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The technique behind the words
Recognizing Figurative Language
The opposite of literal language is figurative language.
Figurative language is language t...
Recognizing Literal Language
“I’ve eaten so much I feel as if I could
literally burst!”
In this case, the person is not u...
What is figurative language?
Whenever you describe something by
comparing it with something else,
you are using figurativ...
Types of Figurative Language
Imagery
Simile
Metaphor
Alliteration
Personification
Onomatopoeia
Hyperbole
Idioms
Imagery
Language that appeals to the senses.
Descriptions of people or objects stated
in terms of our senses in the reade...
sight: the rose is bright red
hearing: it sounds like the chirping of
several birds, with their high voices.
smell: the ai...
Simile
A figure of speech which involves a
direct comparison between two unlike
things, usually with the words like or as...
Metaphor
A figure of speech which involves an implied
comparison between two relatively unlike things
using a form of be....
AlliterationRepeated consonant sounds occurring at the
beginning of words or within words.
Example:
1. She was wide-eyed ...
Personification
A figure of speech which gives the qualities of a
person to an animal, an object, or an idea.
Example: “T...
Hyperbole
An exaggerated statement used to
heighten effect. It is not used to mislead
the reader, but to emphasize a poin...
Onomatopoeia
The use of words that mimic
sounds.
Example:
The firecracker made a loud ka-
boom!
Idioms
An idiom or idiomatic expression refers to a
construction or expression in one language
that cannot be matched or ...
Choose the best answer.
The sea licked the grass at the
edge of the shore.
1. The sentence above is an
example of a/an
a. ...
You're just throwing money down
the drain.
2. The above sentence is an
example of a/an
a. metaphor
b. idiom
c. personifica...
These walls have ears.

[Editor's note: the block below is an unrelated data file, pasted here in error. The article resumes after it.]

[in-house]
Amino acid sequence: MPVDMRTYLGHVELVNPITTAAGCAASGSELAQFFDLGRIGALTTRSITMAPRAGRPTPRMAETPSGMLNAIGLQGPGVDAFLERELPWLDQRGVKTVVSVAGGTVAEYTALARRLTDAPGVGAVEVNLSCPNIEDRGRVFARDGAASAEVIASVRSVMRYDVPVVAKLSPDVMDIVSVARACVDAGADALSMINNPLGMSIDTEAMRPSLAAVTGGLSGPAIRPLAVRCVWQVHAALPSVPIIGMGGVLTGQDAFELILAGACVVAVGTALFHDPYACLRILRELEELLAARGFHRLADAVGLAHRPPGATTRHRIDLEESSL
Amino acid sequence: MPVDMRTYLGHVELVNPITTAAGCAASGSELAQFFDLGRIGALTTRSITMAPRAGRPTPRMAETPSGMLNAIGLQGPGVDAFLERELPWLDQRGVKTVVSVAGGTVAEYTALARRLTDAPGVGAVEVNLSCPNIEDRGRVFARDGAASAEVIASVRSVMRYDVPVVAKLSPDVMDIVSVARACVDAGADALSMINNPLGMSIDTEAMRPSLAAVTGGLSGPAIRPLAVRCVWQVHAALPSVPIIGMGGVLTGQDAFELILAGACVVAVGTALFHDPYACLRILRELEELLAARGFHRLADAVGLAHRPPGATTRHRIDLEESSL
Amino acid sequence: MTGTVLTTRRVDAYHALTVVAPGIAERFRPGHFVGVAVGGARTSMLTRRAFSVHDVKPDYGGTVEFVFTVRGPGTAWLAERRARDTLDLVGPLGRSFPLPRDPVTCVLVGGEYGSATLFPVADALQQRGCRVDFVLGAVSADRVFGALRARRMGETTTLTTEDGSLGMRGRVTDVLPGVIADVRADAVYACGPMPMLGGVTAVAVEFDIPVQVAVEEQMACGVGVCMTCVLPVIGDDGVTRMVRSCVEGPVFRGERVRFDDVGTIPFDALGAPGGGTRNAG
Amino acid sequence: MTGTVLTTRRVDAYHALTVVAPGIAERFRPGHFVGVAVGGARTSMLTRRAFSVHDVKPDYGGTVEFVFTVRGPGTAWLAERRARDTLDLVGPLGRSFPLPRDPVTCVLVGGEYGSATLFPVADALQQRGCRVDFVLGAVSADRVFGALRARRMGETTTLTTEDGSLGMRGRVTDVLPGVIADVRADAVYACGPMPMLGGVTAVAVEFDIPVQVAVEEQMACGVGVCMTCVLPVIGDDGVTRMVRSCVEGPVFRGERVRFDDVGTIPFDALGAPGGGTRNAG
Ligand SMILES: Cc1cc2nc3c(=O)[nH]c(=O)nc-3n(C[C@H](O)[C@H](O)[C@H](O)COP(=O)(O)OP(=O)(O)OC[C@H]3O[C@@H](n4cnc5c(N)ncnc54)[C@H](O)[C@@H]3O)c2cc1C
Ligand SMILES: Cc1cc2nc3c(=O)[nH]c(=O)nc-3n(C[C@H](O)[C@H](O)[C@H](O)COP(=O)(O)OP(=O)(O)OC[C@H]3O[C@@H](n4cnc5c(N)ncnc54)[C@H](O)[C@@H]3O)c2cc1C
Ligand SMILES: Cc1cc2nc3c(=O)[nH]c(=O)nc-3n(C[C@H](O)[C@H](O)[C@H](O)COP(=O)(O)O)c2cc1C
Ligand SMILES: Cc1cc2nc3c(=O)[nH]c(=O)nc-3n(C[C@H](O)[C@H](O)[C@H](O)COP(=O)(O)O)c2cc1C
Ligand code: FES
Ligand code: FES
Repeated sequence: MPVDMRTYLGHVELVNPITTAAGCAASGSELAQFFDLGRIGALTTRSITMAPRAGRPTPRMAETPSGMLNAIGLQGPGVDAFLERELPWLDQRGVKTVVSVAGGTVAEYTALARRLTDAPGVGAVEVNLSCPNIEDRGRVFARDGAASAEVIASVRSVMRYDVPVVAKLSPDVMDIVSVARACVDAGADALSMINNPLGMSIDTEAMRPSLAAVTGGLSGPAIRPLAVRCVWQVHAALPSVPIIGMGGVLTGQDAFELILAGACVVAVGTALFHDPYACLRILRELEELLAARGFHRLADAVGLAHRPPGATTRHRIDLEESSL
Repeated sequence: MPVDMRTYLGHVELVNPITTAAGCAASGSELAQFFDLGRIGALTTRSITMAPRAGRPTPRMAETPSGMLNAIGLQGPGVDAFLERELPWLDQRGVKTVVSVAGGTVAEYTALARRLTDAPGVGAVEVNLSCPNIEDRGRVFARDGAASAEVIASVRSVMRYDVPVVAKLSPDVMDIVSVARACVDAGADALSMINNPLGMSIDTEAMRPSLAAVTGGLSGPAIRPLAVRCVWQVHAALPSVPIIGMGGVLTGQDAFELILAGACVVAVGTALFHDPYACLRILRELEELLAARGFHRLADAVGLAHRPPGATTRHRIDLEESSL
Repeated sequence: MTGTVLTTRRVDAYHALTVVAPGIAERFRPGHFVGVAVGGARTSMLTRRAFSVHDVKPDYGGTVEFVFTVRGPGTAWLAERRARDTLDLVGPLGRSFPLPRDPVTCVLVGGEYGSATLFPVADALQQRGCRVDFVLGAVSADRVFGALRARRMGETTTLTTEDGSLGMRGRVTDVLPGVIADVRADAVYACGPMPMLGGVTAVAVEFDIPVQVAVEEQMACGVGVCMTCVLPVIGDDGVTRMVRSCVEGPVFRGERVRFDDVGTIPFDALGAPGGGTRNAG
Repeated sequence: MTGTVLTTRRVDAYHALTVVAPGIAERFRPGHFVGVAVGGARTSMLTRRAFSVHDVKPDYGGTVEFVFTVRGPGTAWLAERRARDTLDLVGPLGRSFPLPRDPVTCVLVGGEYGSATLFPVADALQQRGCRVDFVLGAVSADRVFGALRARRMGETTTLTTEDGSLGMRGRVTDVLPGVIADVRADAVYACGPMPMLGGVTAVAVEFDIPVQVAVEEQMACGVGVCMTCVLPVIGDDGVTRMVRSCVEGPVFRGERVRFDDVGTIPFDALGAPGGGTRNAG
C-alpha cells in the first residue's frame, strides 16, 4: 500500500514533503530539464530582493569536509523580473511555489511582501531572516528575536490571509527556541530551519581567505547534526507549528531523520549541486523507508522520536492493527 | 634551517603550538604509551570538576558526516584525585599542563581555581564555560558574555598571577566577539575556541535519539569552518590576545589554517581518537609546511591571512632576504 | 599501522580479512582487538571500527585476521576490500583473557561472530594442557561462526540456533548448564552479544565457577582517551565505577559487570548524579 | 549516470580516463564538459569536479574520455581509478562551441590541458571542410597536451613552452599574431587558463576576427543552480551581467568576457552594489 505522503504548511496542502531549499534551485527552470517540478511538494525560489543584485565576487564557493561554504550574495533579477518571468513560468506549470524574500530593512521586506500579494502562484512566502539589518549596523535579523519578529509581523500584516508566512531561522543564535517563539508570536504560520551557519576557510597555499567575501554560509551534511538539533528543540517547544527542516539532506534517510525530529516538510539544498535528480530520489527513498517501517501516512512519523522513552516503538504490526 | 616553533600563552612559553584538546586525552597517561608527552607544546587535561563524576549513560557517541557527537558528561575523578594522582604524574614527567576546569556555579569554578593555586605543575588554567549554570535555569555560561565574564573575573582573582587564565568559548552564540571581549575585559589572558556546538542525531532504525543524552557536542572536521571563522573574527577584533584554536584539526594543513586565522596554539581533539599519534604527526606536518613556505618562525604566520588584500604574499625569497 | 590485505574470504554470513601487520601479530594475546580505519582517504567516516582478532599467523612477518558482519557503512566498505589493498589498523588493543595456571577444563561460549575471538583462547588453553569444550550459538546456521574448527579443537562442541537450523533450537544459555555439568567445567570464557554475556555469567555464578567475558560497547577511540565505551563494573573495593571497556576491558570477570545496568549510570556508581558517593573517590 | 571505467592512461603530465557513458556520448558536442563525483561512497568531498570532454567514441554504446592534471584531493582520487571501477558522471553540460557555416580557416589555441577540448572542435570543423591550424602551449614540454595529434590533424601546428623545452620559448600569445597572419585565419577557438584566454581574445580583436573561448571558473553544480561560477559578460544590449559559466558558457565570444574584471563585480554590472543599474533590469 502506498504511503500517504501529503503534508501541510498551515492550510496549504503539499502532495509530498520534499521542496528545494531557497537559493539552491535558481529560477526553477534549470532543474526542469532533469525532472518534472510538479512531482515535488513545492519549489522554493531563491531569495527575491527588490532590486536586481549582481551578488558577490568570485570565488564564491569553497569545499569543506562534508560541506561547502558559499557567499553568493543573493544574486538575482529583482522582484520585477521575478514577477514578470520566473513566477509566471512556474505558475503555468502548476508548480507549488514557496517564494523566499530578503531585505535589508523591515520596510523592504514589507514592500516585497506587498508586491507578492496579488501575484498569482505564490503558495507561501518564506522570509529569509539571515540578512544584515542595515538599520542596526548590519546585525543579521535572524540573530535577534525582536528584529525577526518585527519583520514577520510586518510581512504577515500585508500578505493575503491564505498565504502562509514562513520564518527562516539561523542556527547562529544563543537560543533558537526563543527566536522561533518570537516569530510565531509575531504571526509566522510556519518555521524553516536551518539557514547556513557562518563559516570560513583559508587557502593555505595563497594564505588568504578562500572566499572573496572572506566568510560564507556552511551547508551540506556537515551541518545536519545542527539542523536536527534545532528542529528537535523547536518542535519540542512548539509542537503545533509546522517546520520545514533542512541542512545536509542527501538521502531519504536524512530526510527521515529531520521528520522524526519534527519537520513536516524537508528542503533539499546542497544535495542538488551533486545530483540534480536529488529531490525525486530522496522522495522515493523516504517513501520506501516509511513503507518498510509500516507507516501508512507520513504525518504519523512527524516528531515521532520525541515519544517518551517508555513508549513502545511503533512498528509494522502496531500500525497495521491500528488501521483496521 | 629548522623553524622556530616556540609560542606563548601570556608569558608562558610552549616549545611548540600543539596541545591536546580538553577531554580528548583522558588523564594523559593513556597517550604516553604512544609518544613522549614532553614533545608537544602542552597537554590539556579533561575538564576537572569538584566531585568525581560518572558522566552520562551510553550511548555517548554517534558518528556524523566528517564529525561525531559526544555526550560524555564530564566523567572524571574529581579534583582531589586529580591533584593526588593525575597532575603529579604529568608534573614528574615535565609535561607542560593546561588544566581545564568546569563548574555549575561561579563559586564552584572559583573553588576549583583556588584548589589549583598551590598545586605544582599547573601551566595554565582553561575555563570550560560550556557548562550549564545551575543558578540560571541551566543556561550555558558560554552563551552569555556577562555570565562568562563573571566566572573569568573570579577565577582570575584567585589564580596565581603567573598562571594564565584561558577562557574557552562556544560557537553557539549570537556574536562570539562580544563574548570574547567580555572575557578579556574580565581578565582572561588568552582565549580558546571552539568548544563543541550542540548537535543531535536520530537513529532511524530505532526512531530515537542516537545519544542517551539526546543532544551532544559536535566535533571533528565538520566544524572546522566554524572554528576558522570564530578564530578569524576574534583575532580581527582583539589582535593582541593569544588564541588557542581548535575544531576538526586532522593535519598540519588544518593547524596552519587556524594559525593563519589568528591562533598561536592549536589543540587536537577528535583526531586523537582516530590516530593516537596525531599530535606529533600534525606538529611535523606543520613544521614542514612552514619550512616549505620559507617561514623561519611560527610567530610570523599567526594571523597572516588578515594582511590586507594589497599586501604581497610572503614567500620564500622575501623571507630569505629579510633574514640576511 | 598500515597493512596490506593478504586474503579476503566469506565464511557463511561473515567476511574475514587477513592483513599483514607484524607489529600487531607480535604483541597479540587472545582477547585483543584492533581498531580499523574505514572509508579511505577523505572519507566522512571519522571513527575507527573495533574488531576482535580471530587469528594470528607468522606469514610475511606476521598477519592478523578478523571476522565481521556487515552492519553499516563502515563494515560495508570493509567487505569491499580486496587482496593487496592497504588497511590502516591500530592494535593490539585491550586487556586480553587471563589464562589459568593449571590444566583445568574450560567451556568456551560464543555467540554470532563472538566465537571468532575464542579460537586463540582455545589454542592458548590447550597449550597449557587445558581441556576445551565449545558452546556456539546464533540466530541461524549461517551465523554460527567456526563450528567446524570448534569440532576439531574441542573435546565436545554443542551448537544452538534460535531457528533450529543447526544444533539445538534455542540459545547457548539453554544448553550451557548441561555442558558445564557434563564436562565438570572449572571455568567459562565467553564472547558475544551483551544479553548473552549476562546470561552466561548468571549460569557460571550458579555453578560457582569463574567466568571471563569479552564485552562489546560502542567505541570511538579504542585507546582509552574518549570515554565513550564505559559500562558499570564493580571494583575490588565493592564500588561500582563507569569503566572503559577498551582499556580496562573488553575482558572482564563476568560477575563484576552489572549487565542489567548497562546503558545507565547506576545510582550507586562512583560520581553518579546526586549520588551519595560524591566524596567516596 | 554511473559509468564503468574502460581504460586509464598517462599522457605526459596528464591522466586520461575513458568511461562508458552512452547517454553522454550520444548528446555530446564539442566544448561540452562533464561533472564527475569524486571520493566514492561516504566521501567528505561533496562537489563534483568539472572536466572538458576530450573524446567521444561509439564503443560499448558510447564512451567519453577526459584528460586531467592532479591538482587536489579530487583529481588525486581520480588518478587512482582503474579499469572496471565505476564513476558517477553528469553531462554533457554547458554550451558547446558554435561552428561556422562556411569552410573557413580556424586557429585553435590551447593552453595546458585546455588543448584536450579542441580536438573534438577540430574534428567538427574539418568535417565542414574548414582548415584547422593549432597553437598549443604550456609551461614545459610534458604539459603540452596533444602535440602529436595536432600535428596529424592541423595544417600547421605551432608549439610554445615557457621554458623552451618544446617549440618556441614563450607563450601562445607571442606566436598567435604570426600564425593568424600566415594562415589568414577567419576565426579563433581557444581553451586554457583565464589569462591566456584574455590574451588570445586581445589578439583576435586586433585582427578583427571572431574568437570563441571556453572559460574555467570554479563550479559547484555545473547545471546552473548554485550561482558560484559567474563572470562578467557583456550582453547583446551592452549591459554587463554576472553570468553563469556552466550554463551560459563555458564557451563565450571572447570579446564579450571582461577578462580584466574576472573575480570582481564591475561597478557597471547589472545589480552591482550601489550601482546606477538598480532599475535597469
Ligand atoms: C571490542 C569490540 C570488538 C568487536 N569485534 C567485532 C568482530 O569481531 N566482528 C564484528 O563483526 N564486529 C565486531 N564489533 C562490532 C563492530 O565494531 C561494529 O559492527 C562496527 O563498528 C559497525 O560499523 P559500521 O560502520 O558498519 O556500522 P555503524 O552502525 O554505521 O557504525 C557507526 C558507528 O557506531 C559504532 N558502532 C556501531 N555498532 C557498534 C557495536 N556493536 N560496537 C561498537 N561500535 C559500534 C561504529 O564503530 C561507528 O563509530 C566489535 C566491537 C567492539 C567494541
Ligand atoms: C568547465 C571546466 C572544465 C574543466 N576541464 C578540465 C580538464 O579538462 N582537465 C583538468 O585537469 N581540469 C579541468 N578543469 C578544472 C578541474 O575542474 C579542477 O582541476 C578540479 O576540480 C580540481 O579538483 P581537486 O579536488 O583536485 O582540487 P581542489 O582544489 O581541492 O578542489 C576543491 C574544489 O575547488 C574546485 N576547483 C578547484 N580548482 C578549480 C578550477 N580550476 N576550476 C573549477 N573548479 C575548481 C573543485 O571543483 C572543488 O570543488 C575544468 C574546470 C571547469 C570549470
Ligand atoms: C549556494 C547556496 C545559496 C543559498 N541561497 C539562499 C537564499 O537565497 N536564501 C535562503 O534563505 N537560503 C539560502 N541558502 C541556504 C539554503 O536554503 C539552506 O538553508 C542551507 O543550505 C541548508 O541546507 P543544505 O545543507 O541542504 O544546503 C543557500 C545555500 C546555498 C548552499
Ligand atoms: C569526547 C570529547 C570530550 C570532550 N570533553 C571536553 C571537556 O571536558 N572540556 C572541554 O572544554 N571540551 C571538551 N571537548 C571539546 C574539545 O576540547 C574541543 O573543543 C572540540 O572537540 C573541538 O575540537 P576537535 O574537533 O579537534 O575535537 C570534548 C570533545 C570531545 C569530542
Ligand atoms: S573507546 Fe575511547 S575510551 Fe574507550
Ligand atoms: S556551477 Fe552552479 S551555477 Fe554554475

3. The sentence above is an example
of a/an
a. simile
b. personification
c. metaphor
d. idiom
His room was a junk pile.
4. The sentence above is an
example of a/an
a. simile
b. metaphor
c. personification
d. idiom
The train was an angry animal
roaring down the tracks.
5. The above sentence is an example
of a/an
a. metaphor
b. simile
c...
The mother is a tigress in
defending her children.
6. The above sentence is an
example of a/an
a. idiom
b. metaphor
c. sim...
The baby's skin was like a rose
petal.
7. The above sentence is an
example of a/an
a. personification
b. idiom
c. metaphor...
8. His pen flew across the page,
frantically trying to catch up to
what the teacher was saying.
The above sentence is an e...
The moonless night was dark as
black velvet.
9. The above sentence is an
example of a/an
a. simile
b .metaphor
c. idiom
d....
The sheets hanging on the
clothesline danced in the wind.
10. The above sentence is an
example of a/an
a. simile
b. person...
The hungry waves grabbed our
sand castle and pulled it into the
foamy sea.
11. The above sentence is an
example of a/an
a....
The bacon was sizzling in the frying
pan.
12. The above sentence is an example
of a/an
a. personification
b. hyperbole
c. ...
Some students would rather eat
dirt and die than have to sit down
and read a book.
13. The above sentence is an
example of...
Jovial Jake joined Judy for juice.
14. The above sentence is an
example of a/an
a. onomatopoeia
b. hyperbole
c. personific...
Pop bottle, pop bottles in pop
shops.Pop bottles, pop bottles, little
Pops drops
15. The above sentence is an
example of a...
Answers
1. b 6. b 11. b
2. b 7. d 12. c
3. b 8. a 13. b
4. b 9. a 14. d
5. a 10. b 15. a
Teaching Similes and MetaphorsAlliteration Lesson Plan and Resources
http://volweb.utk.edu/Schools/bedford/harrisms/1alli...
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Poetic devices

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Transcript of "Poetic devices"

  1. 1. The technique behind the words
  2. 2. Recognizing Figurative Language The opposite of literal language is figurative language. Figurative language is language that means more than what it says on the surface. It usually gives us a feeling about its subject. Poets use figurative language almost as frequently as literal language. When you read poetry, you must be conscious of the difference. Otherwise, a poem may make no sense at all.
  3. 3. Recognizing Literal Language “I’ve eaten so much I feel as if I could literally burst!” In this case, the person is not using the word literally in its true meaning. Literal means "exact" or "not exaggerated." By pretending that the statement is not exaggerated, the person stresses how much he has eaten. Literal language is language that means exactly what is said. Most of the time, we use literal language.
  4. 4. What is figurative language? Whenever you describe something by comparing it with something else, you are using figurative language.
  5. 5. Types of Figurative Language Imagery Simile Metaphor Alliteration Personification Onomatopoeia Hyperbole Idioms
  6. 6. Imagery Language that appeals to the senses. Descriptions of people or objects stated in terms of our senses in the reader’s mind. • Sight • Hearing • Touch • Taste • Smell